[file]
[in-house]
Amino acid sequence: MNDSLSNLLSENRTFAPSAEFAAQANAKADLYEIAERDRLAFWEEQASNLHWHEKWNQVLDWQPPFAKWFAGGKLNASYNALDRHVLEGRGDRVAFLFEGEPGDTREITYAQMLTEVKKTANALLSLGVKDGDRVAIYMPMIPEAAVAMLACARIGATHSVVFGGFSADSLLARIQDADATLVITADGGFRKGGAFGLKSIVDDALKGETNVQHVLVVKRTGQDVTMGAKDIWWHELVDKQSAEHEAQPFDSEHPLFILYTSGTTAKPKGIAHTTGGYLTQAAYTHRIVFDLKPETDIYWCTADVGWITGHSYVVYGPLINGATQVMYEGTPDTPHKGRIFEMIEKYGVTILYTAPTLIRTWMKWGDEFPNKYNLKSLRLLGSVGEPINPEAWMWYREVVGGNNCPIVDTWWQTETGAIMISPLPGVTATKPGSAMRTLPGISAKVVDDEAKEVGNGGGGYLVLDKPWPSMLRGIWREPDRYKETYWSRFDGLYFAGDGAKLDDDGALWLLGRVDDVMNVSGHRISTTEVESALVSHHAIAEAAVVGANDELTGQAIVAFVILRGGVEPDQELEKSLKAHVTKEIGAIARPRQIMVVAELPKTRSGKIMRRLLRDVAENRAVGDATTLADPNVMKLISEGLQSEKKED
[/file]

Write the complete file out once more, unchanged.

[in-house]
Amino acid sequence: MNDSLSNLLSENRTFAPSAEFAAQANAKADLYEIAERDRLAFWEEQASNLHWHEKWNQVLDWQPPFAKWFAGGKLNASYNALDRHVLEGRGDRVAFLFEGEPGDTREITYAQMLTEVKKTANALLSLGVKDGDRVAIYMPMIPEAAVAMLACARIGATHSVVFGGFSADSLLARIQDADATLVITADGGFRKGGAFGLKSIVDDALKGETNVQHVLVVKRTGQDVTMGAKDIWWHELVDKQSAEHEAQPFDSEHPLFILYTSGTTAKPKGIAHTTGGYLTQAAYTHRIVFDLKPETDIYWCTADVGWITGHSYVVYGPLINGATQVMYEGTPDTPHKGRIFEMIEKYGVTILYTAPTLIRTWMKWGDEFPNKYNLKSLRLLGSVGEPINPEAWMWYREVVGGNNCPIVDTWWQTETGAIMISPLPGVTATKPGSAMRTLPGISAKVVDDEAKEVGNGGGGYLVLDKPWPSMLRGIWREPDRYKETYWSRFDGLYFAGDGAKLDDDGALWLLGRVDDVMNVSGHRISTTEVESALVSHHAIAEAAVVGANDELTGQAIVAFVILRGGVEPDQELEKSLKAHVTKEIGAIARPRQIMVVAELPKTRSGKIMRRLLRDVAENRAVGDATTLADPNVMKLISEGLQSEKKED